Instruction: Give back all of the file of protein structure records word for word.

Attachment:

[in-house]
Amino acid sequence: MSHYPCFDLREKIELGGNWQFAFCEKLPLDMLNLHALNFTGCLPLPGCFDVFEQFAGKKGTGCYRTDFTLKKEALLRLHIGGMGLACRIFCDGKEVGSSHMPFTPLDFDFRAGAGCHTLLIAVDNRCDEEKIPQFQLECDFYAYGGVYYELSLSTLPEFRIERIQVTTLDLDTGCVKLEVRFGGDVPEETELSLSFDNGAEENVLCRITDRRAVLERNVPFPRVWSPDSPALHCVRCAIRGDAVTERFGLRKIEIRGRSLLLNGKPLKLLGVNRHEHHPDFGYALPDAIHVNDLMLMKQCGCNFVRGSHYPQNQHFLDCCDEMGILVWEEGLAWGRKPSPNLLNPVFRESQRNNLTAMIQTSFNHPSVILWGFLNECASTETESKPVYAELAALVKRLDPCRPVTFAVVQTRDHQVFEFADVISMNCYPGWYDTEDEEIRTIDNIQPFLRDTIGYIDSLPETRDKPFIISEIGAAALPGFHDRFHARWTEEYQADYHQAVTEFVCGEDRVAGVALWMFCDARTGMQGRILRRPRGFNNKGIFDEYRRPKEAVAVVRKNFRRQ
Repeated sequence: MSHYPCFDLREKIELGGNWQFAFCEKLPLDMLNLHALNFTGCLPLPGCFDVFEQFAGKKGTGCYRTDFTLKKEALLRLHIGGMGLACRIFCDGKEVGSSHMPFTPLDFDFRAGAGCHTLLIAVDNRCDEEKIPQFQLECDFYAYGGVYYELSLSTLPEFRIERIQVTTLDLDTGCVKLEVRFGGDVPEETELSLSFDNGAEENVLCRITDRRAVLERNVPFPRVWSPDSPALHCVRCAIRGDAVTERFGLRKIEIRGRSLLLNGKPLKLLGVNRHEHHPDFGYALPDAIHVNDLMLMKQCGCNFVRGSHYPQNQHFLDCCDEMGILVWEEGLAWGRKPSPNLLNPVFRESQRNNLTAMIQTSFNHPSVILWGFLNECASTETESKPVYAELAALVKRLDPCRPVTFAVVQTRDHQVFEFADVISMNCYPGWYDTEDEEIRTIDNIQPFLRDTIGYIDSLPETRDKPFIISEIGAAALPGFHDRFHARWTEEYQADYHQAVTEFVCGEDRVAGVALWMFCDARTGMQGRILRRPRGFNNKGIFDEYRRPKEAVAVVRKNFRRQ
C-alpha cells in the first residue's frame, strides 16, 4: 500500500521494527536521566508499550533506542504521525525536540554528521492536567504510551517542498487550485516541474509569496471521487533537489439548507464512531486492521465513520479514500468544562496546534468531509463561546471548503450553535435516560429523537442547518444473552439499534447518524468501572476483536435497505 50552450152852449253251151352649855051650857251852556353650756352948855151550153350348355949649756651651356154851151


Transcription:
[in-house]
Amino acid sequence: MSHYPCFDLREKIELGGNWQFAFCEKLPLDMLNLHALNFTGCLPLPGCFDVFEQFAGKKGTGCYRTDFTLKKEALLRLHIGGMGLACRIFCDGKEVGSSHMPFTPLDFDFRAGAGCHTLLIAVDNRCDEEKIPQFQLECDFYAYGGVYYELSLSTLPEFRIERIQVTTLDLDTGCVKLEVRFGGDVPEETELSLSFDNGAEENVLCRITDRRAVLERNVPFPRVWSPDSPALHCVRCAIRGDAVTERFGLRKIEIRGRSLLLNGKPLKLLGVNRHEHHPDFGYALPDAIHVNDLMLMKQCGCNFVRGSHYPQNQHFLDCCDEMGILVWEEGLAWGRKPSPNLLNPVFRESQRNNLTAMIQTSFNHPSVILWGFLNECASTETESKPVYAELAALVKRLDPCRPVTFAVVQTRDHQVFEFADVISMNCYPGWYDTEDEEIRTIDNIQPFLRDTIGYIDSLPETRDKPFIISEIGAAALPGFHDRFHARWTEEYQADYHQAVTEFVCGEDRVAGVALWMFCDARTGMQGRILRRPRGFNNKGIFDEYRRPKEAVAVVRKNFRRQ
Repeated sequence: MSHYPCFDLREKIELGGNWQFAFCEKLPLDMLNLHALNFTGCLPLPGCFDVFEQFAGKKGTGCYRTDFTLKKEALLRLHIGGMGLACRIFCDGKEVGSSHMPFTPLDFDFRAGAGCHTLLIAVDNRCDEEKIPQFQLECDFYAYGGVYYELSLSTLPEFRIERIQVTTLDLDTGCVKLEVRFGGDVPEETELSLSFDNGAEENVLCRITDRRAVLERNVPFPRVWSPDSPALHCVRCAIRGDAVTERFGLRKIEIRGRSLLLNGKPLKLLGVNRHEHHPDFGYALPDAIHVNDLMLMKQCGCNFVRGSHYPQNQHFLDCCDEMGILVWEEGLAWGRKPSPNLLNPVFRESQRNNLTAMIQTSFNHPSVILWGFLNECASTETESKPVYAELAALVKRLDPCRPVTFAVVQTRDHQVFEFADVISMNCYPGWYDTEDEEIRTIDNIQPFLRDTIGYIDSLPETRDKPFIISEIGAAALPGFHDRFHARWTEEYQADYHQAVTEFVCGEDRVAGVALWMFCDARTGMQGRILRRPRGFNNKGIFDEYRRPKEAVAVVRKNFRRQ
C-alpha cells in the first residue's frame, strides 16, 4: 500500500521494527536521566508499550533506542504521525525536540554528521492536567504510551517542498487550485516541474509569496471521487533537489439548507464512531486492521465513520479514500468544562496546534468531509463561546471548503450553535435516560429523537442547518444473552439499534447518524468501572476483536435497505 50552450152852449253251151352649855051650857251852556353650756352948855151550153350348355949649756651651356154851151